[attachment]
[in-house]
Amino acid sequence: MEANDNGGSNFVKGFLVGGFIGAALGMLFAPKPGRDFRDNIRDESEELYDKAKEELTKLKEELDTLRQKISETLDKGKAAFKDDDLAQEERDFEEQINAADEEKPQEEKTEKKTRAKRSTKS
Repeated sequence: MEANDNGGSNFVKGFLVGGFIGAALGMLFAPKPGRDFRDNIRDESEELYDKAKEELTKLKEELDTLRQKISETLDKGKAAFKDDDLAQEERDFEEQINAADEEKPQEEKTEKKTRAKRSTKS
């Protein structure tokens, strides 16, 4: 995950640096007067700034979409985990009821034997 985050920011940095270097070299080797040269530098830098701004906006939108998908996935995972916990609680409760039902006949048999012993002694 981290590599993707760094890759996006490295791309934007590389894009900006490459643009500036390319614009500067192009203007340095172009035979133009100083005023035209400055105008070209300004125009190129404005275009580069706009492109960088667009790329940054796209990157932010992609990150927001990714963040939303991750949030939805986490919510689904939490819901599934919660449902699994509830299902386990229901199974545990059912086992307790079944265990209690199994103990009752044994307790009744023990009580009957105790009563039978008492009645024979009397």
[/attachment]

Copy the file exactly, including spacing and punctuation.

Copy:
[in-house]
Amino acid sequence: MEANDNGGSNFVKGFLVGGFIGAALGMLFAPKPGRDFRDNIRDESEELYDKAKEELTKLKEELDTLRQKISETLDKGKAAFKDDDLAQEERDFEEQINAADEEKPQEEKTEKKTRAKRSTKS
Repeated sequence: MEANDNGGSNFVKGFLVGGFIGAALGMLFAPKPGRDFRDNIRDESEELYDKAKEELTKLKEELDTLRQKISETLDKGKAAFKDDDLAQEERDFEEQINAADEEKPQEEKTEKKTRAKRSTKS
């Protein structure tokens, strides 16, 4: 995950640096007067700034979409985990009821034997 985050920011940095270097070299080797040269530098830098701004906006939108998908996935995972916990609680409760039902006949048999012993002694 981290590599993707760094890759996006490295791309934007590389894009900006490459643009500036390319614009500067192009203007340095172009035979133009100083005023035209400055105008070209300004125009190129404005275009580069706009492109960088667009790329940054796209990157932010992609990150927001990714963040939303991750949030939805986490919510689904939490819901599934919660449902699994509830299902386990229901199974545990059912086992307790079944265990209690199994103990009752044994307790009744023990009580009957105790009563039978008492009645024979009397």